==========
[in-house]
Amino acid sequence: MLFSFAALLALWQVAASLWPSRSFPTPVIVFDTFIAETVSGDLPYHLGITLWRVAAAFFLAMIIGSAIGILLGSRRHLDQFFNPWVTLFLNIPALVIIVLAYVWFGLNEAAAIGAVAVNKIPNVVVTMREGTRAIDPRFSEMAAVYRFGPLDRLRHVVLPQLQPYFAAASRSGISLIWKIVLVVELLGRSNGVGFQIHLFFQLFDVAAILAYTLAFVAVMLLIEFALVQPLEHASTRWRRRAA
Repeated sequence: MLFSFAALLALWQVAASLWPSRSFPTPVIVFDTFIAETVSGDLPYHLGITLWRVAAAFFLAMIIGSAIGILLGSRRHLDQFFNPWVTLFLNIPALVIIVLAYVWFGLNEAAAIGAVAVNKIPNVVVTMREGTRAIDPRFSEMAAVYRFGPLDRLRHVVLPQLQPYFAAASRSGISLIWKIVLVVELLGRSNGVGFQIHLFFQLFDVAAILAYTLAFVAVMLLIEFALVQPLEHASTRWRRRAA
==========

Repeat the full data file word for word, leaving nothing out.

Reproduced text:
[in-house]
Amino acid sequence: MLFSFAALLALWQVAASLWPSRSFPTPVIVFDTFIAETVSGDLPYHLGITLWRVAAAFFLAMIIGSAIGILLGSRRHLDQFFNPWVTLFLNIPALVIIVLAYVWFGLNEAAAIGAVAVNKIPNVVVTMREGTRAIDPRFSEMAAVYRFGPLDRLRHVVLPQLQPYFAAASRSGISLIWKIVLVVELLGRSNGVGFQIHLFFQLFDVAAILAYTLAFVAVMLLIEFALVQPLEHASTRWRRRAA
Repeated sequence: MLFSFAALLALWQVAASLWPSRSFPTPVIVFDTFIAETVSGDLPYHLGITLWRVAAAFFLAMIIGSAIGILLGSRRHLDQFFNPWVTLFLNIPALVIIVLAYVWFGLNEAAAIGAVAVNKIPNVVVTMREGTRAIDPRFSEMAAVYRFGPLDRLRHVVLPQLQPYFAAASRSGISLIWKIVLVVELLGRSNGVGFQIHLFFQLFDVAAILAYTLAFVAVMLLIEFALVQPLEHASTRWRRRAA